Family Guy’s Source Elements Remote Workflow
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Family Guy, created by Seth MacFarlane in 1999, is a surreal and darkly humorous animated sitcom, lampooning American culture. The series has won three Emmy & 3 Annie awards.
During 2020, as situations rapidly changed, the team needed to adapt and work remotely, with both remote talent and remote creatives.
The team at Source Elements worked with Disney to design and integrate the same workflow as with a studio control room and a live room, so:
- the talent could be perfectly recorded directly to Pro Tools, regardless of internet bandwidth issues
- the creatives could openly converse with each other and with the audio engineer (just like being together in a control room)
- the creatives could directly talk to the talent with a dedicated talkback button, as if they were in the live room
To make Family Guy, in traditional animation workflow fashion, the voices are recorded first, for the animators to work to.
The voice talent is recorded remotely from the studios, using Source-Connect Standard at the talent end and Source-Connect Pro at the engineer’s end.
This gives the highest quality recording possible from the remote end and allows the security of “an auto-restore” session, where nothing is ever missed if there are any internet hiccups.
Each end has the Source-Connect Q Manager.
The talent’s Q Manager checks the sent audio, and the studio’s Q Manager confirms that the engineer is receiving all of this information by comparing the data with its recorded audio files folder.
If there is an internet hiccup and some audio packets are missed (dropout), it alerts the Talents’ Q Manager, which then sends the missing audio data to the Engineer’s Audio files folder via an ftp server, without the Engineer having to do anything whatsoever.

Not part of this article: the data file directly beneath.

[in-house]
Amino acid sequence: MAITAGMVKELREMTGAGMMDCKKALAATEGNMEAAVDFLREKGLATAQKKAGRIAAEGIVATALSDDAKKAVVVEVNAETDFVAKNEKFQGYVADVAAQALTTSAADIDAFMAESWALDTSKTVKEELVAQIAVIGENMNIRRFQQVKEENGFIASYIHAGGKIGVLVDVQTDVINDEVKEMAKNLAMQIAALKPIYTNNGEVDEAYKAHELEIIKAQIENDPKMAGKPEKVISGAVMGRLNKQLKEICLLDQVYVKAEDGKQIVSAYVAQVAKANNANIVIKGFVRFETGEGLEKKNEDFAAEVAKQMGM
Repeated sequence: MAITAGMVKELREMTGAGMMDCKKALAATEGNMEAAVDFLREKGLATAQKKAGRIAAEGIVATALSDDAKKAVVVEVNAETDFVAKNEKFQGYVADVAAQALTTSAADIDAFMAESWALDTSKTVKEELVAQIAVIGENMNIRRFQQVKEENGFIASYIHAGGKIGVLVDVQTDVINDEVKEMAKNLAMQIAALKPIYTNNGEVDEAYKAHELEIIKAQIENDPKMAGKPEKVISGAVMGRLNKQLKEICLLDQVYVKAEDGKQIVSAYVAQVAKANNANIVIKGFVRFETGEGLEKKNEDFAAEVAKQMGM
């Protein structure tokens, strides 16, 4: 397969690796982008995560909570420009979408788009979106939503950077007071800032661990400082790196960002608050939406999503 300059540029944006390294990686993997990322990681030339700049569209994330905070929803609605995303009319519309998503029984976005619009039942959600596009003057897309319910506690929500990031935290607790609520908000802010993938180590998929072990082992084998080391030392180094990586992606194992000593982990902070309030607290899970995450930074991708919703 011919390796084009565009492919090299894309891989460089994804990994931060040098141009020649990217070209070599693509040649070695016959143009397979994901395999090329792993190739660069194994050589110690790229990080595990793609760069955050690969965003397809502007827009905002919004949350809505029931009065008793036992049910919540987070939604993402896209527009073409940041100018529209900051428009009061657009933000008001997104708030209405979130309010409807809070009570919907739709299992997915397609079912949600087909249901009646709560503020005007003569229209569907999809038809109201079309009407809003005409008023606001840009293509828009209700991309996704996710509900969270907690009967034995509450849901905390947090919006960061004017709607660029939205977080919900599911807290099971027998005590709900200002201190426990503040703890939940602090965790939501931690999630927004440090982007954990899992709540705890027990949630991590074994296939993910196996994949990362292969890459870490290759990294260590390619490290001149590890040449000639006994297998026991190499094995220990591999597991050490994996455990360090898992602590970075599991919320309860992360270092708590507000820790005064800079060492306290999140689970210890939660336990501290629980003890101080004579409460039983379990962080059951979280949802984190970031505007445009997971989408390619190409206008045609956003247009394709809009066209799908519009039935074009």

Total peace of mind from the Q Manager, your digital best buddy that’s always watching your back.
The Engineer can talk to the talent via the reverse feed of Source-Connect (as it’s fully duplex).
To activate his talkback mic in Pro Tools, he uses Source-Talkback, a small highly efficient plug-in that he places on his talkback microphone input, and his monitoring output channel…
…so that when the talkback is activated, his monitoring dims by a user preset-able amount.
The talkback has three modes:
- momentary, press and hold to talk (“oi - that’s my biscuit”)
- latched, press to open & press again to close (“can we discuss which biscuit I like best?“)
- transport, automatically opens when the transport stops (when it’s best not to have a mouthful of biscuits at all!)
Now let’s consider the creatives that direct the voice record sessions and make all the important decisions (and eat most of the biscuits).
They need to be able:
- to talk to each other
- to talk to the audio engineer for technical approval (and to tell him not to eat all the best biscuits)
- to hear the talent with as low latency as possible
To do this we make an internet Source-Now room, a high-quality low latency chrome browser chat-room where all the participants audio is meshed together (i.e. you are not fed yourself back) to enable easy conferencing.
This enables the creatives to direct the talent with “their collective creative wisdom” and to discuss which biscuits are best.
The Creatives also like to have "a private chat room” where they can converse amongst themselves (or with the audio engineer) and not disrupt the talent. They have chosen Zoom for this (due to their familiarity).
They are all connected to this “Zoom Zoo”, as is the audio engineer (but he doesn’t share his biscuits though!).
by Mike Aiton
Source Elements (UK)
March 22, 2023
Interview with Play The Voice
March 22, 2023